Ornathological Species of Identical Plumage Tend to Congregate in Closer Proximity
Early this morning, the wonderful sound of the cooing of about a half dozen of Morning Doves filed my back patio. Wanting to capture at least one I proceeded to get my camera. Typically through the Spring and early summer, I see pairs of Morning Doves, checking out my back patio area looking for nesting places. I have observed many for the mating ritual and the eventual adding to the numbers of these wonderful birds.
I had to wonder if at least a couple of these might have been raised right here. As they all started to flit away, this one stayed and allowed me to take his ( her) photo. This bird was not frightened by my camera and I perhaps already had a photo of him ( her ) as a new chick.
Each Spring I allow one couple ( the Morning Doves mate for life) to come to a pre-prepared nest which I build in the same manner they do. I start with a hanging basket and collect materials to feather that nest. They seem to like what I do ( or perhaps they are not that fussy).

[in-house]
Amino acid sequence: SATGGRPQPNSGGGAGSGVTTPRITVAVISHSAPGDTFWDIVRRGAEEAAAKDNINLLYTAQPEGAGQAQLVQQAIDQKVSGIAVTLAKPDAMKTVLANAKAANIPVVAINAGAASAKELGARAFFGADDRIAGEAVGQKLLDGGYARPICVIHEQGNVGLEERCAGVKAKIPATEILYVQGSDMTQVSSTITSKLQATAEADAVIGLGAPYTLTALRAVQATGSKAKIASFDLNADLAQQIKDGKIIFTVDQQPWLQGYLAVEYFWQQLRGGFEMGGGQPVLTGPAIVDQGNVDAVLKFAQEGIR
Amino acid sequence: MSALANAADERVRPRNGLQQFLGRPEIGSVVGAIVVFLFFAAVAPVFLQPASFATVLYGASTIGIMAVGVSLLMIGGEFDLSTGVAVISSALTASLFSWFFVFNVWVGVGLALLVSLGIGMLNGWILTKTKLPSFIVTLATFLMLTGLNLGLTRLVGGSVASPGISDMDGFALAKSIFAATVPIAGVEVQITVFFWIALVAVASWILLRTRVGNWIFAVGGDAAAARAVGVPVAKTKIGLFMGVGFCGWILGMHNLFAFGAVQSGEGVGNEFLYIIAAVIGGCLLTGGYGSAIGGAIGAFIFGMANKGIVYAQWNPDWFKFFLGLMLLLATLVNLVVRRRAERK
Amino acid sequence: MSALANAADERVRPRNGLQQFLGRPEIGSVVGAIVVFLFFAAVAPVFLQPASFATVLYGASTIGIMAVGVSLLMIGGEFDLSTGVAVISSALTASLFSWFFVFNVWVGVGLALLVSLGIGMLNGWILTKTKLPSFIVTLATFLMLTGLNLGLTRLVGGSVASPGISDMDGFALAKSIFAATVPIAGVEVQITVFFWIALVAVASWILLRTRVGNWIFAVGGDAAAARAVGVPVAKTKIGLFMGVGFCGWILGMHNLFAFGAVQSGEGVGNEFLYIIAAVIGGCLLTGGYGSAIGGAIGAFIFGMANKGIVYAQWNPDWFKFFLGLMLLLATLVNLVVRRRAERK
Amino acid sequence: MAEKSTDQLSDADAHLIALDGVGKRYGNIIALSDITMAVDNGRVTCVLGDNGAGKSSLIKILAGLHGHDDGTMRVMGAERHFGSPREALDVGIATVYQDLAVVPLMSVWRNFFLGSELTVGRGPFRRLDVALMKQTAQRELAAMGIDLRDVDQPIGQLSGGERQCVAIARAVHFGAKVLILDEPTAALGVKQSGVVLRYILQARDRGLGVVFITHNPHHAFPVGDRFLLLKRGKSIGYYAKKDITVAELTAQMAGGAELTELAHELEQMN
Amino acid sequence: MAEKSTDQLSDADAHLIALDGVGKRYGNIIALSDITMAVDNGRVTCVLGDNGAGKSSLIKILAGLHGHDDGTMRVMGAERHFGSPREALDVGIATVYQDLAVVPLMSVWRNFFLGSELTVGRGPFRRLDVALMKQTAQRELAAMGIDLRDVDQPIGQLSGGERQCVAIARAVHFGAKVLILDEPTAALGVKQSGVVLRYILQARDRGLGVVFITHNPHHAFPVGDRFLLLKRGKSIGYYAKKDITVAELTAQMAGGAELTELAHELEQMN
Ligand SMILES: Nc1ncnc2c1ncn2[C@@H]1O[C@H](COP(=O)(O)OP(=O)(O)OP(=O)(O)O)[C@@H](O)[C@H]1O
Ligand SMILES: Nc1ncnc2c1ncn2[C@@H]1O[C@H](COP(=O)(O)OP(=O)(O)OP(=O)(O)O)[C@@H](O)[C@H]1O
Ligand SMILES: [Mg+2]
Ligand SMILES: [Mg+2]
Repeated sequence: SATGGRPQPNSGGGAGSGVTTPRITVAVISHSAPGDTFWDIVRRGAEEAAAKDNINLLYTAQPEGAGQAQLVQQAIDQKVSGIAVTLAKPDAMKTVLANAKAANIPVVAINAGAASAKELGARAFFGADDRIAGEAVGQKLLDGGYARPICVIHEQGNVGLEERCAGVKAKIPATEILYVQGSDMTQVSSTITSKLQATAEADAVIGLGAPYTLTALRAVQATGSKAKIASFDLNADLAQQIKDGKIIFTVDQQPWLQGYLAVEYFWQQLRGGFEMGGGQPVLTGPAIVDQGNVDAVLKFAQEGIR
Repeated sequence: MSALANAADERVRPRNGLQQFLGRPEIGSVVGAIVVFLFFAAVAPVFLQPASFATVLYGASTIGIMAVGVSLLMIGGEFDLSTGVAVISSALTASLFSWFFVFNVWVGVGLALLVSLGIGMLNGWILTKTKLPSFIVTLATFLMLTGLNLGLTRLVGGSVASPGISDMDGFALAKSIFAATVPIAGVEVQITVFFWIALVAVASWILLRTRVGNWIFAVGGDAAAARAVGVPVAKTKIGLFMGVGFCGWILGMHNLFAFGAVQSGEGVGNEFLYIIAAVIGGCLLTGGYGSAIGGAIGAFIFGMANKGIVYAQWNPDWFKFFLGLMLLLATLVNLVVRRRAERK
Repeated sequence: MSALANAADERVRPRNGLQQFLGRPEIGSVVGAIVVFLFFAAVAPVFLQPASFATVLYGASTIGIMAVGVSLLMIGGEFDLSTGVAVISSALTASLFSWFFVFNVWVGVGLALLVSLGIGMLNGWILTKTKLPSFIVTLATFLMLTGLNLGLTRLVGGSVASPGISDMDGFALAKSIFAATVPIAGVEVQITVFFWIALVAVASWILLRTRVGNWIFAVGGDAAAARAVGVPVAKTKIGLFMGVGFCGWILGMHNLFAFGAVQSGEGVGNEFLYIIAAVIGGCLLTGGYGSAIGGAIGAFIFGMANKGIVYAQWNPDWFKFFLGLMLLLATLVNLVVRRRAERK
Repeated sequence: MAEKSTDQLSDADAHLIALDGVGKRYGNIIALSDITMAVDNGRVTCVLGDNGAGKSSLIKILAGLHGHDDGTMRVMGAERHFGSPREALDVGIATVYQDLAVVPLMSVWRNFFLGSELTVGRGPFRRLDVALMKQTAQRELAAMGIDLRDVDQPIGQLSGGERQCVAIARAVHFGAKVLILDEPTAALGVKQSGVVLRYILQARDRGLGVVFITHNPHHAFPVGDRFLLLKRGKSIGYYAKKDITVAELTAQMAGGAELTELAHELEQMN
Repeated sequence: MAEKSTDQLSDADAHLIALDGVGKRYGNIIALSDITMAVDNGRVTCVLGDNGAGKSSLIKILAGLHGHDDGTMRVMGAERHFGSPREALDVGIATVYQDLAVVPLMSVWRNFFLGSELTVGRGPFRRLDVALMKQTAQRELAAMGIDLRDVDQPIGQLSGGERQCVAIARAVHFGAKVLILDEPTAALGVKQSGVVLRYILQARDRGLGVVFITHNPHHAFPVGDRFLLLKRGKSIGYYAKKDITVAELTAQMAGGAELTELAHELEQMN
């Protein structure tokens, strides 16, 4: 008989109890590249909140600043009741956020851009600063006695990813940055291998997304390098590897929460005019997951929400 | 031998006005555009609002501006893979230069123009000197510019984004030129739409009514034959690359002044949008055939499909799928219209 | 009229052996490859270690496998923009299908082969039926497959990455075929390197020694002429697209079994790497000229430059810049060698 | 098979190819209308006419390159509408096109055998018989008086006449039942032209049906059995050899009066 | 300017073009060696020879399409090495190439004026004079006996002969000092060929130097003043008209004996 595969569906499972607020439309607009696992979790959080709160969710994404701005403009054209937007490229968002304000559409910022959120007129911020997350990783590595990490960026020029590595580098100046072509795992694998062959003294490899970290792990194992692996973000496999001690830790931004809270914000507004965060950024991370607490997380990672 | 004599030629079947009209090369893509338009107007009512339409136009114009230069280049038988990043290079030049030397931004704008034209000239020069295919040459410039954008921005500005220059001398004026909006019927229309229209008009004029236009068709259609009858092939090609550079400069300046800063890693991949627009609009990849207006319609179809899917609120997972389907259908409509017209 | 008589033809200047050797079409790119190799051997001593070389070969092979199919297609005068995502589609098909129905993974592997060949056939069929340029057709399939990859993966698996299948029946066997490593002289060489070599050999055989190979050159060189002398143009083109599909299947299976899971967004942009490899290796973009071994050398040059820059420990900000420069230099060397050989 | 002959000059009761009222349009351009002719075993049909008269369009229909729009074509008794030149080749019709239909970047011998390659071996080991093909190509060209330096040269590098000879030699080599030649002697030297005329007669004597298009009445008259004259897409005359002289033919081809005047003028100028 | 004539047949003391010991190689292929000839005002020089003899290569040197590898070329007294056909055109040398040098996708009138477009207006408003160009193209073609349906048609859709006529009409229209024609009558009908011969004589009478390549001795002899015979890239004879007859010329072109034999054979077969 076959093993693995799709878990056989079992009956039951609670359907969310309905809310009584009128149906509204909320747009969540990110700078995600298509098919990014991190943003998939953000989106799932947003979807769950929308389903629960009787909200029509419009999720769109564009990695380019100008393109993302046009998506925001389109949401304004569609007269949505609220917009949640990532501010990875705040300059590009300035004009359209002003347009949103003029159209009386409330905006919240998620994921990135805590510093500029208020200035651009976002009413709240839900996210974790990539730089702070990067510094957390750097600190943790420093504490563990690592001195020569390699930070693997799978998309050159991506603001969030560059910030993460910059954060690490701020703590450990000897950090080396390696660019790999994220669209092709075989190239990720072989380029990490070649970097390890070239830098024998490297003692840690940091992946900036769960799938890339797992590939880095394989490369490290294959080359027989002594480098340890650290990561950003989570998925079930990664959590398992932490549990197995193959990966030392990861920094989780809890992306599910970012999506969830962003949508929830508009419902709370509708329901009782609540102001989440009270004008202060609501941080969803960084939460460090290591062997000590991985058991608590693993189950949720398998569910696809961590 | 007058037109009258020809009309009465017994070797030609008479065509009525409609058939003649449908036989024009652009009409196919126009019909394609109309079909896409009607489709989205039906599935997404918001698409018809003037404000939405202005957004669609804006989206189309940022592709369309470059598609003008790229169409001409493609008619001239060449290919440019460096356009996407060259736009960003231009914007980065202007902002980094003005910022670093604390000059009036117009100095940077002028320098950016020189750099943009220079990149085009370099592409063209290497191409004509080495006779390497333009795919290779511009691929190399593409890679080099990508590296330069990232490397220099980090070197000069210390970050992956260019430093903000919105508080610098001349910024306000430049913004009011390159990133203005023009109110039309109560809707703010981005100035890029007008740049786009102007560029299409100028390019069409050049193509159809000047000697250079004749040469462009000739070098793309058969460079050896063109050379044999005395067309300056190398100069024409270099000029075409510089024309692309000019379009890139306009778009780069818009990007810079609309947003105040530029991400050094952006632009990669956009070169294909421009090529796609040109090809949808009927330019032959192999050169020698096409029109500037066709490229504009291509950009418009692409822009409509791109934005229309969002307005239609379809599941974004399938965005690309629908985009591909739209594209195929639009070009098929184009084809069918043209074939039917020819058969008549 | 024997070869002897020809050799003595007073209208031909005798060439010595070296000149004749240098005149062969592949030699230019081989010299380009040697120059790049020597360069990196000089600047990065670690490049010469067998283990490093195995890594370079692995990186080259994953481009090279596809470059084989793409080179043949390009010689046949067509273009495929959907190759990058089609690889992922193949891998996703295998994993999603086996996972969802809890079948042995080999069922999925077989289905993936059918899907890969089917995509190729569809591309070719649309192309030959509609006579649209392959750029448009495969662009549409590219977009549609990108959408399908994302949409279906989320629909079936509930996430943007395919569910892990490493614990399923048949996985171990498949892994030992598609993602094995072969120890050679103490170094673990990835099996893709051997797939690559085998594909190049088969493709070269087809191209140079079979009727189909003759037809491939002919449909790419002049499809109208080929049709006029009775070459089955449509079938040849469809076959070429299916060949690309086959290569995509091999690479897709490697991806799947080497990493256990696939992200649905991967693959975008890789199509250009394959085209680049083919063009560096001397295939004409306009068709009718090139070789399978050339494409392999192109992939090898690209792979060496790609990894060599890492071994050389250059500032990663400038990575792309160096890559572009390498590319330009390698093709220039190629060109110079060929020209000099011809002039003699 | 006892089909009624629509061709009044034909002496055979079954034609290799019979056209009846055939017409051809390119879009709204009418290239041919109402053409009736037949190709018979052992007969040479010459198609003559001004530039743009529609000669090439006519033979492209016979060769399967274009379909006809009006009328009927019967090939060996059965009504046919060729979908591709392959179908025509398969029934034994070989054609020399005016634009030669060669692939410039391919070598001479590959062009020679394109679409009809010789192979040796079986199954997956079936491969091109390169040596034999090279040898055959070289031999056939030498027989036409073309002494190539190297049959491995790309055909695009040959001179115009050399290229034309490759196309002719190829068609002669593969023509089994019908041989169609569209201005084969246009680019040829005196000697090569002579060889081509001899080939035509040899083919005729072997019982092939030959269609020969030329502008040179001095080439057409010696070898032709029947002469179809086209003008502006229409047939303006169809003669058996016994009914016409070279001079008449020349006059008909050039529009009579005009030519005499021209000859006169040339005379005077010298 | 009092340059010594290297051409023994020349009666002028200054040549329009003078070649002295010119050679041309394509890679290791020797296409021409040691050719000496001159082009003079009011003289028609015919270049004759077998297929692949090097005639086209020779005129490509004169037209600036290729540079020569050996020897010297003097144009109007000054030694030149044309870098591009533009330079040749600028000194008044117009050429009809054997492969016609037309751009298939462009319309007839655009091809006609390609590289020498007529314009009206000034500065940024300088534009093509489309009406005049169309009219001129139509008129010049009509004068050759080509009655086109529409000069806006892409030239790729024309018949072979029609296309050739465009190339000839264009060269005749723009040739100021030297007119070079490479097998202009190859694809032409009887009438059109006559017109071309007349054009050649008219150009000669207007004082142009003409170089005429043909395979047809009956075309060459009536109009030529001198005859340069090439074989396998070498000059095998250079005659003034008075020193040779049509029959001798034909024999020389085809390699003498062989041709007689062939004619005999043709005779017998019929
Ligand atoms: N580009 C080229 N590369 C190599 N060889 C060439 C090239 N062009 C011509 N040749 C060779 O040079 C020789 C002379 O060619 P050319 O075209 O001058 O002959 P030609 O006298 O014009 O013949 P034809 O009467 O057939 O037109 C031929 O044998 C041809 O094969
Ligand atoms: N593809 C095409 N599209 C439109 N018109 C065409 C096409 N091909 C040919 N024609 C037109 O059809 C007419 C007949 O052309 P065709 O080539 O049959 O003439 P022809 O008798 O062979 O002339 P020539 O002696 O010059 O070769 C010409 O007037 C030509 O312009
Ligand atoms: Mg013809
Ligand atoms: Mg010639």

This past year, this mom had 2 chicks but one was stolen by a flock of crows that chased her from her nest and left but one egg to hatch. These birds are not aggressive as some other varieties are and are easily scared off by larger birds, which also come calling with regularity.
The title of this post is something I learned from Peter Daniels, an Australian real estate motivational speaker and trainer. He was discussing how real estate professionals tend to hang out with their own kind. The high producers like to be around other high producers , etc. When he said that phrase, I committed it to memory knowing one day it would be useful. And today is that day. "Ornithological Species of Identical plumage tend to congregate in closer proximity". "Birds of a feather stick together".